He also questions the wisdom of a cornerstone of the proposal — counter-drug training for Mexican security personnel — without addressing Mexico’s longstanding battle with corruption. “Training can be dangerous because it can make corrupt forces more effective,” he said.
That view is shared by Joy Olson, executive director of the Washington Office on Latin America. She says counter-drug training efforts by the United States in the 1990s have backfired, pointing to a number of reports that members of the violent Mexican paramilitary group “Las Zetas”, said to be the enforcement arm of the Gulf Cartel, received training at the U.S. School of Americas.
Olson also cautions U.S. officials to not make too much of President Calderón’s efforts to fight drugs and corruption. “Many a Mexican president has announced radical restructuring of police forces,” she says, “but none has yet been able to effectively change the reputation and practice of the Mexican police.”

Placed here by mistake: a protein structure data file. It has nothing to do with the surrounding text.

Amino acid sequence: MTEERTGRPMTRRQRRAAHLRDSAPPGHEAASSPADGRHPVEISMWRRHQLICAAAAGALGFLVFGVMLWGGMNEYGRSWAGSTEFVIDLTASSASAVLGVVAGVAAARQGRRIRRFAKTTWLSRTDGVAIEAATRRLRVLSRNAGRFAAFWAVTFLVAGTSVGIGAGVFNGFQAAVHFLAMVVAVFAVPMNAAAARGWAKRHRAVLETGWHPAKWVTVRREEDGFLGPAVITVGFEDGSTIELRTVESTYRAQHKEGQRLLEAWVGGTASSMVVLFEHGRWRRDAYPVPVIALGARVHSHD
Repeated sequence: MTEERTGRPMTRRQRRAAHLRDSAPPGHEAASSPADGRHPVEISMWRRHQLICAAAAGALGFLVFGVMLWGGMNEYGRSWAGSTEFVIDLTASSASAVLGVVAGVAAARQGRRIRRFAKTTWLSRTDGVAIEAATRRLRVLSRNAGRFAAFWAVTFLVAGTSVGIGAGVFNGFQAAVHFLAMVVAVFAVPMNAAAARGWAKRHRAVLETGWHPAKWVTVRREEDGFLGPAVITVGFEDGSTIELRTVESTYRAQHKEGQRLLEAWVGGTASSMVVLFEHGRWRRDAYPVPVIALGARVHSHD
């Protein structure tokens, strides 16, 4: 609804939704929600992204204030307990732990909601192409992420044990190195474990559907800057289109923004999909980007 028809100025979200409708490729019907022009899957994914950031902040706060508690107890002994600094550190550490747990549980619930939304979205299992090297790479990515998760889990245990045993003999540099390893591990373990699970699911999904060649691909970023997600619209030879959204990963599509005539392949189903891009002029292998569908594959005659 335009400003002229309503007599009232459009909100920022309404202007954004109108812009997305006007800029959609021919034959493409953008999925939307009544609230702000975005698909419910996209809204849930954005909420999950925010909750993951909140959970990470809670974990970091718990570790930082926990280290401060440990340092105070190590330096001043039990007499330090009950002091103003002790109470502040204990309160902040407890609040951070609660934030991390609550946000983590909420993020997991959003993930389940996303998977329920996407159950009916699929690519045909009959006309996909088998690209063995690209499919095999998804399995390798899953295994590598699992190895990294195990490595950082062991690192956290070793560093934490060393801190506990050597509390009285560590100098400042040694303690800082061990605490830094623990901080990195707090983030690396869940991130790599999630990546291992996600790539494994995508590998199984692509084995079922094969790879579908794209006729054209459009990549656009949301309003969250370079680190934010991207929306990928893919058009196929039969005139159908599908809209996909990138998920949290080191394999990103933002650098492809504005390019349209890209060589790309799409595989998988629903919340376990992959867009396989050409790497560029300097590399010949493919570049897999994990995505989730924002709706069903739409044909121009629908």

Critics question whether aid to Mexican security forces could end up funding human rights abuses down the line. Roughly 40 percent of the aid to Mexico would go to the military and law enforcement.
Renata Rendon, advocacy director for the Americas at Amnesty International, says “there are a lot more questions than there are answers right now” regarding what human rights guarantees will be included in the Merida Initiative. The increased use of the military to fight drugs under Calderón necessitates careful oversight, as it has caused an increased number of human rights abuses, with perpetrators often operating with impunity, Rendon told IPS.
“The Mexican security services, the military in particular, have a very poor human rights record,” says Daniel Wilkinson, the deputy director for the Americas at Human Rights Watch. “It would be a mistake to give them a blank check” without including strong human rights guarantees, he told IPS.